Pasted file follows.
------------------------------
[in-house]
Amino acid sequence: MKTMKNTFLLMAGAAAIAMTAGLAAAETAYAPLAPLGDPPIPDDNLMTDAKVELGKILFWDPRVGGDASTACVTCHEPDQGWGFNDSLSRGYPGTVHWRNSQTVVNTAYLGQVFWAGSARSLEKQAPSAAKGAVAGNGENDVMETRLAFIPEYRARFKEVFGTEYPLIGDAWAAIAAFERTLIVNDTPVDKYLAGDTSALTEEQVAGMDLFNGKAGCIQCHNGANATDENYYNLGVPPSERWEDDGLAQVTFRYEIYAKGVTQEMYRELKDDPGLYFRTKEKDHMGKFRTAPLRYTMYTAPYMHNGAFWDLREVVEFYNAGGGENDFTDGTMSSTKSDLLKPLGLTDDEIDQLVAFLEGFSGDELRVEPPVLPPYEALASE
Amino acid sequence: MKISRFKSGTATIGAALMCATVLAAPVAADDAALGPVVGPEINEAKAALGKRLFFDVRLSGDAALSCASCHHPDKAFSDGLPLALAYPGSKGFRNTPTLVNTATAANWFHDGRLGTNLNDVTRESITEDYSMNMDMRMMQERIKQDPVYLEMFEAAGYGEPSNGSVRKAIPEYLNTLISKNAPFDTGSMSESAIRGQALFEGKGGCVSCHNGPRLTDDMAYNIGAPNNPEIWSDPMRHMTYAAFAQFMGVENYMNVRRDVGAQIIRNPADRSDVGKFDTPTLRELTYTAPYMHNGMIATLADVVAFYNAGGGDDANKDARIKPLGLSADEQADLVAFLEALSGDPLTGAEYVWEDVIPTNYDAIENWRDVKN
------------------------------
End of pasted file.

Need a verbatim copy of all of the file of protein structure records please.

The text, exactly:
[in-house]
Amino acid sequence: MKTMKNTFLLMAGAAAIAMTAGLAAAETAYAPLAPLGDPPIPDDNLMTDAKVELGKILFWDPRVGGDASTACVTCHEPDQGWGFNDSLSRGYPGTVHWRNSQTVVNTAYLGQVFWAGSARSLEKQAPSAAKGAVAGNGENDVMETRLAFIPEYRARFKEVFGTEYPLIGDAWAAIAAFERTLIVNDTPVDKYLAGDTSALTEEQVAGMDLFNGKAGCIQCHNGANATDENYYNLGVPPSERWEDDGLAQVTFRYEIYAKGVTQEMYRELKDDPGLYFRTKEKDHMGKFRTAPLRYTMYTAPYMHNGAFWDLREVVEFYNAGGGENDFTDGTMSSTKSDLLKPLGLTDDEIDQLVAFLEGFSGDELRVEPPVLPPYEALASE
Amino acid sequence: MKISRFKSGTATIGAALMCATVLAAPVAADDAALGPVVGPEINEAKAALGKRLFFDVRLSGDAALSCASCHHPDKAFSDGLPLALAYPGSKGFRNTPTLVNTATAANWFHDGRLGTNLNDVTRESITEDYSMNMDMRMMQERIKQDPVYLEMFEAAGYGEPSNGSVRKAIPEYLNTLISKNAPFDTGSMSESAIRGQALFEGKGGCVSCHNGPRLTDDMAYNIGAPNNPEIWSDPMRHMTYAAFAQFMGVENYMNVRRDVGAQIIRNPADRSDVGKFDTPTLRELTYTAPYMHNGMIATLADVVAFYNAGGGDDANKDARIKPLGLSADEQADLVAFLEALSGDPLTGAEYVWEDVIPTNYDAIENWRDVKN